Billiards Guides and Rules

Can You Use an Opponents Ball in Pool?

Written by GameTablePlanet

There are a lot of different variations to the rules of pool especially when you’re switching from one type of pool game to another. One of the biggest misconceptions is whether a player is allowed to use their opponents ball in a game of pool. I decided to conduct some research on the topic.

According to the official rules of pool you cannot hit your opponent’s ball first with the cue ball right after striking it. If you are out of balls to sink then the only other ball that you can hit first is going to be the 8 ball (in 8 ball).

Between the two most popular pool games (8 ball and 9 ball) the only game where you are assigned a set of balls is 8 ball. In 9 ball, players take turns attempting to sink the lowest-numbered ball (1-9 balls).

In the game of 8 ball you need to first strike your own ball with the cue ball otherwise it is considered a scratch meaning you automatically lose your turn. Scratches can also be given when you sink the cue ball, sink one of your opponents balls, or you don’t hit any balls.

You cannot hit your opponents ball first but can you use them otherwise? Yes you can. If you hit your ball into your opponents ball and it gives you an advantage of sinking one of your own then you are good. Keep in mind that sinking one of your opponents balls will be a scratch and that the ball will remain pocketed.

Other Relevant Rules

8 ball has a long set of complicated rules to follow but it’s important to remember all of them especially when you’re playing for money. Here are a couple of other important rules to remember when playing 8 ball:

  • Call Shots: When playing a game of 8 ball each player needs to indicate the objective ball as well as the pocket they’re going to sink it in to. This is the only information you need to provide. As long as your hit is legal then you don’t have to state the specifics. If the hit is obvious you do not have to specify your move.

  • Racking: Different games of pool have you rack the balls in a specific way. For 8 ball, there must be 1 striped and 1 solid ball in each of the corners farthest away from the breaker. The 8 ball must be in the middle of the third row. Every other available space can be filled the way the player wants it to be.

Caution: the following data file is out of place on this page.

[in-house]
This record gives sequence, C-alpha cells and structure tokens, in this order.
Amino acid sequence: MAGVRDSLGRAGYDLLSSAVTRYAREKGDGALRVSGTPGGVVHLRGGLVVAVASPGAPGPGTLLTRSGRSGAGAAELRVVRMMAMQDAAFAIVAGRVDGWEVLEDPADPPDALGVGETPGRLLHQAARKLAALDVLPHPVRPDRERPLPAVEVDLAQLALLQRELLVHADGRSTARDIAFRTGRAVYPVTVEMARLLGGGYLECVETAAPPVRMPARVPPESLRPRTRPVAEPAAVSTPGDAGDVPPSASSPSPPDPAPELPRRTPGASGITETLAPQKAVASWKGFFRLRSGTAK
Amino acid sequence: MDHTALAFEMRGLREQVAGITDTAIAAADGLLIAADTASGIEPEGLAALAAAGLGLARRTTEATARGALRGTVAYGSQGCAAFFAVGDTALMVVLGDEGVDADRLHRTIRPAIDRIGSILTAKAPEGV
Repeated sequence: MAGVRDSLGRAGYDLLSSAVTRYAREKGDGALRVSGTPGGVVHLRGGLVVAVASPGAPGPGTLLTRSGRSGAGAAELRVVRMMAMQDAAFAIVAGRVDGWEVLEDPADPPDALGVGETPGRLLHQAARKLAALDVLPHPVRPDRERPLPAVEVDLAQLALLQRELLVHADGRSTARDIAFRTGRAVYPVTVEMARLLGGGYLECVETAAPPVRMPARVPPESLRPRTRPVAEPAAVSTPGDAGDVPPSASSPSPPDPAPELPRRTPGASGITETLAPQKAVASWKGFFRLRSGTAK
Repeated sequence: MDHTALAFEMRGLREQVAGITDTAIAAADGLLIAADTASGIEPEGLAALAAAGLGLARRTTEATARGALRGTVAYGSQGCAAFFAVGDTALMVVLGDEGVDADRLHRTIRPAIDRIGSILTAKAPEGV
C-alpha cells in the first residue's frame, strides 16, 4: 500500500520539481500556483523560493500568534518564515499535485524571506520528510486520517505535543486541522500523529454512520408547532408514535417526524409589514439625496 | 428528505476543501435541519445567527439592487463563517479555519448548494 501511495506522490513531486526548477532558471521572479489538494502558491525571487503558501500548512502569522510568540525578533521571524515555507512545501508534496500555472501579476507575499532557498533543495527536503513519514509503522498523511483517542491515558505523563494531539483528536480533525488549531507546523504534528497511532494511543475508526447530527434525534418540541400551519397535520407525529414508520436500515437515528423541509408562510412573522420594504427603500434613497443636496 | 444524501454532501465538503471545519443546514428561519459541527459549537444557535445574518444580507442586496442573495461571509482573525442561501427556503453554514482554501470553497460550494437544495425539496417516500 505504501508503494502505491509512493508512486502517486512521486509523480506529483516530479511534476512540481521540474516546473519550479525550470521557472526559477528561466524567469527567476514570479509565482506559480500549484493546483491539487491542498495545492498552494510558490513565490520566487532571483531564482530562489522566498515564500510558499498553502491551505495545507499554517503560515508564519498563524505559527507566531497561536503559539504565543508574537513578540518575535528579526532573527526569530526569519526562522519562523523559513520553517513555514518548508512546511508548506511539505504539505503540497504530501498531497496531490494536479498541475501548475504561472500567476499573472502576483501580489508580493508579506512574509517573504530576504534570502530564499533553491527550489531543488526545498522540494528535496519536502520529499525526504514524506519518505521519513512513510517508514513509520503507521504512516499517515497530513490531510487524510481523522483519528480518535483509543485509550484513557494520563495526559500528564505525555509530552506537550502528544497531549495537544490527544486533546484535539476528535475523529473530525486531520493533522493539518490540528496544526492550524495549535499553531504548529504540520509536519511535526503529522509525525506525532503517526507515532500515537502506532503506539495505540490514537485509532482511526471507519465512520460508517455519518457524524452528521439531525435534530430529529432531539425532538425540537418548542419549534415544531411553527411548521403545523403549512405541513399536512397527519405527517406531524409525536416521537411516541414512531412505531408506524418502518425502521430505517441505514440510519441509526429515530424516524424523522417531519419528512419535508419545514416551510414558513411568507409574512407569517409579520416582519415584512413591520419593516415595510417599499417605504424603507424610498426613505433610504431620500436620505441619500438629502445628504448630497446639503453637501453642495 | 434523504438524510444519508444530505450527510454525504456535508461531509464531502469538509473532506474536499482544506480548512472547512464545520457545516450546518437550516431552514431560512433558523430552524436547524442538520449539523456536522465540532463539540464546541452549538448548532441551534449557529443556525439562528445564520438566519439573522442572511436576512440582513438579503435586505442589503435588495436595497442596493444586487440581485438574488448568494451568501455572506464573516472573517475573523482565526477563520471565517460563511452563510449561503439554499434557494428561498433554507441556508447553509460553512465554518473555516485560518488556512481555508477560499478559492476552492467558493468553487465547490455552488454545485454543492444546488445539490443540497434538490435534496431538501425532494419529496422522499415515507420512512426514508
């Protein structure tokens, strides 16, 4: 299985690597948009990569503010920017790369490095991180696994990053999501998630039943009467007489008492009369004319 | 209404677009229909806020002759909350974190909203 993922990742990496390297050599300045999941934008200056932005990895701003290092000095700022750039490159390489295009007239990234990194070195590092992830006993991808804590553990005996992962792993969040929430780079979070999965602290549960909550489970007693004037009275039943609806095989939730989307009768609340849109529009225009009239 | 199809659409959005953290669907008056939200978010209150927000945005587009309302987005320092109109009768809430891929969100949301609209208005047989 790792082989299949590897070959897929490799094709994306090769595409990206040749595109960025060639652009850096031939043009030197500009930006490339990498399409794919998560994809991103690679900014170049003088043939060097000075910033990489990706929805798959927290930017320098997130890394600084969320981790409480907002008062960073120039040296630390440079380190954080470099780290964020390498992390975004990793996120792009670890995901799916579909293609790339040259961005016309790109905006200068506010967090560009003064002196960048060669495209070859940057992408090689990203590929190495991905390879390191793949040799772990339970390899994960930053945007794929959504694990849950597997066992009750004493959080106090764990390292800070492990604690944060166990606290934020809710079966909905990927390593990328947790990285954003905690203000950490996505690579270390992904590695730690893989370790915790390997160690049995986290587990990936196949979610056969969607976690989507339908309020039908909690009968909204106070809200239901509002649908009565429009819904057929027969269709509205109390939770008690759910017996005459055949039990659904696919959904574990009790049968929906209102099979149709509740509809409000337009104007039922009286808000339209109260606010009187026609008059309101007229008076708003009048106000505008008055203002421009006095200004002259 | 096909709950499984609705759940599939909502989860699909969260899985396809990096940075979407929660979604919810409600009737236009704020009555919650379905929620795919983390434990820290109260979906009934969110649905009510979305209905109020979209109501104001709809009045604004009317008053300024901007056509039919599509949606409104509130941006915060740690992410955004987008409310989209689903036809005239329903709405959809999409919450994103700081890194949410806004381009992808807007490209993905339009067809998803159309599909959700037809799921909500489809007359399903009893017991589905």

• Breaking: A break is considered legal only if the breaker pockets at least 1 ball or causes 4 numbered balls to make contact with the rails. If it’s an illegal break the opponent gets to decide if they want to keep the balls in the same position or if they want to re-break the balls themselves.

  • Scratching on a Break: If the breaker scratches on a break but manages to make it a legal break (usually pocketing the cue ball) then all the balls pocketed will remain pocketed, the table is open (players aren’t assigned stripes or solids), and the other player starts off with the cue ball in hand.

  • Legal Shot: Players must hit their own balls first and pocket at least 1 numbered ball or cause the cue ball or their numbered ball to hit the rail. If they fail to do either it will be considered a foul and their opponent will be awarded ball in hand.

  • Object Balls Jump the Table: If any object ball jumps off the table the player will be given a foul or a loss of turn. However, if it was the 8 ball that jumped off the table then it is an automatic loss of the game for that player.

  • Other Automatic Loses: Pocketing the 8 ball during any time other than the break or when a player pocketed all their other balls will be an automatic loss. If the 8 ball is pocketed when it’s the last ball but not in the designated pocket the player will lose.

Related Questions:

What if You Pocket the 8 Ball During Break?

If during a game of 8 ball the 8 ball is pocketed during the break then the breaker can request to re-rack the balls or have the 8 ball spotted (placed back on the table on the foot spot). This is not an automatic loss.

What is the Best Break Technique in Pool?

The first thing you need to do before breaking is to make sure that all of the balls are touching. This will insure that the kinetic energy from the cue ball is transferred to all of the other balls. It doesn’t matter much where you put the cue ball before you shoot but you want a good view of the ball you’re aiming at.

Most professional players shoot for either ball in the second row. When shooting you want to make sure that your cue stick is completely level. This will prevent the cue ball from jumping off the table as well as preventing any spin on the cue ball. Spin takes away the power of the ball.

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GameTablePlanet

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